This is a guest post from my friend Jamey Bennett over at “A Field Guide to the Orthodox Church“. Enjoy.
One of the central and most notable features of nearly every Orthodox church is the iconostasis (all, save the Western Rite parishes). “Iconostasis”—simply “iconostas” among Slavs—means nothing more than “icon stand,” and it separates the nave from the sanctuary and altar. It may consist of icons set up on two easels in a mission church, or be as large as a gigantic wall with dozens of icons and three doorways.
The iconstasis developed over time, but it is not without precedent in antiquity. Recent archaeological evidence suggests that certain groups of ancient Jews decorated their synagogues with icons depicting biblical figures and events, and in at least one archaeological excavation, there is a full wall of icons separating the gathering room from a sort of Torah shrine.
Around the 5th century, it became customary in eastern churches to construct a “templon” between the nave and altar. In the west, a similar development occurred with a “rood screen.” Over time, these elements came to be adorned with icons, and soon became what we know as the iconostasis. There are many variations in these icon stands, but the general set-up is guided by Church rubrics, and so several features are fairly common. (And despite many years of separation from the mainstream Chalcedonian Orthodox Church, even some of the so-called “Oriental Orthodox” churches, especially the Coptic Orthodox, have embraced the iconostasis.)
Beyond the basics, liturgically, the iconostasis is equipped with three important entrances: two “deacon” doors (sometimes called “angel” doors), and one central entrance. Anyone with a blessing from the bishop (or by proxy, the priest) can enter the deacon doors, but only ordained clergy (bishop, priest, or deacon) may enter the central doors. In churches where there are several deacons, these doors are used frequently in services, and it’s hard not to imagine the workings of a cuckoo clock! These doors are typically adorned with icons of deacons or archangels.
The middle entrance usually consists of two doors, sometimes called the Royal Doors or Beautiful Gates, and a curtain. This doorway is used exclusively by clergy for liturgical purposes. These two doors are frequently adorned with icons of the four evangelists (Gospel writers) or of the Annunciation, displaying the Archangel Gabriel and the Virgin Mary. Since these are the gates through which the life-giving flesh and blood of God will enter the nave of the Church to be given to the people, it is fitting that the Virgin Mary is depicted on these gates (or similarly, the Gospel writers who brought us the message of God incarnate).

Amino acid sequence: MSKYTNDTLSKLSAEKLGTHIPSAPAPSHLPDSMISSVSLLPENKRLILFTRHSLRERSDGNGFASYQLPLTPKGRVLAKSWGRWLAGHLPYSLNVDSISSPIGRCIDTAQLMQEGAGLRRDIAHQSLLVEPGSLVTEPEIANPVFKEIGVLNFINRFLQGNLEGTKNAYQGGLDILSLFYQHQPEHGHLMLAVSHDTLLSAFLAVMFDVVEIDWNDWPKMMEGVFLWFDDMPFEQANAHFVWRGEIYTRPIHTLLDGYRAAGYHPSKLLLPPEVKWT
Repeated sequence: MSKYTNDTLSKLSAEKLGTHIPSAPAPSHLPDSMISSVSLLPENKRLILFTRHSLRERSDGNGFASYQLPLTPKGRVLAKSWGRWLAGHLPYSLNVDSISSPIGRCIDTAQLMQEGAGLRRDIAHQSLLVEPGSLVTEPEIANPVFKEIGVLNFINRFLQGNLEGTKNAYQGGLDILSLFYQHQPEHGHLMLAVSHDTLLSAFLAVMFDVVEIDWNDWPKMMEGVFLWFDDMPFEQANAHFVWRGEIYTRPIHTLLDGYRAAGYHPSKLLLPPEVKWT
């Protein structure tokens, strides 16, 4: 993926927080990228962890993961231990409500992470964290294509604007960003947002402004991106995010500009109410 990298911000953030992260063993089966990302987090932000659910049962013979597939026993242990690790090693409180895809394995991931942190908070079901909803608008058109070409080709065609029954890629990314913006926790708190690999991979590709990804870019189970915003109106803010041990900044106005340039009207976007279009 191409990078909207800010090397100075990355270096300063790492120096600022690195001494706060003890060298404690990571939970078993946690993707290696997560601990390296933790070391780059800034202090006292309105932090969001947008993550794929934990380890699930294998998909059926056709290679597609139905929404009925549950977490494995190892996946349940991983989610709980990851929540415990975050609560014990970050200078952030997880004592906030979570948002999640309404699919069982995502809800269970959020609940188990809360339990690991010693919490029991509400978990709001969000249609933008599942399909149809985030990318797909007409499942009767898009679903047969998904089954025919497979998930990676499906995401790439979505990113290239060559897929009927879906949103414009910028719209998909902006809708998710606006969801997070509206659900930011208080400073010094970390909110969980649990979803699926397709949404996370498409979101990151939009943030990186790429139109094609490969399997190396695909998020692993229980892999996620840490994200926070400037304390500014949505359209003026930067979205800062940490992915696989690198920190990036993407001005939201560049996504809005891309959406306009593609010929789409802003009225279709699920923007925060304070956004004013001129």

Directly above the Beautiful Gates, you may see an icon of the Last Supper, or perhaps Christ enthroned, and very likely a large cross.
The central doors are always flanked by an icon of Christ to the right, and the Virgin Mary and Christ to the left. Next comes the patron saint or patronal feast of the parish—in Byzantine parishes, the patronal icon goes next to the Virgin Mary, but in Slavic parishes, the patronal icon is next to Christ. Often—though not always—St. John the Baptist is depicted next to Christ, or next to the patron saint. Other well-loved saints, such as St. George or St. Nicholas, will often be depicted on other panels.
Depending on the size of the iconostasis, you may see one or more rows of icons above the first tier of icons. These rows may depict the major feasts of the Church (based around Christ’s and the Virgin Mary’s lives), the twelve apostles (sometimes St. Matthias is replaced by St. Paul), and/or Old Testament patriarchs and prophets.
Though not part of the iconostasis, when looking at the iconostasis you may be struck by a large iconographic representation behind the altar. In Byzantine parishes, this is almost always an icon of the Virgin Mary and Christ, known as the Panagia (all-holy). She usually has her arms open wide—an invitation of love to the world—and Christ is making a blessing, or may have his arms open wide, too. Slavic parishes, however, typically depict the Resurrection of Christ, the Last Supper, or Christ enthroned in heaven and surrounded by angels.
In a very real sense, the iconostasis and curtain separate the nave from the sanctuary—the common area from the Holy of Holies. But unlike the Holy of Holies in the Old Testament temple, this Holy of Holies is accessible. We can see it, and in fact, the icons draw our eyes toward it. And at the apex of every Liturgy, God enters the Holy of Holies in his body and his blood, and then condescends to come to us through the Beautiful Gates. And finally, he gives himself to us.
This is the true faith that established the universe!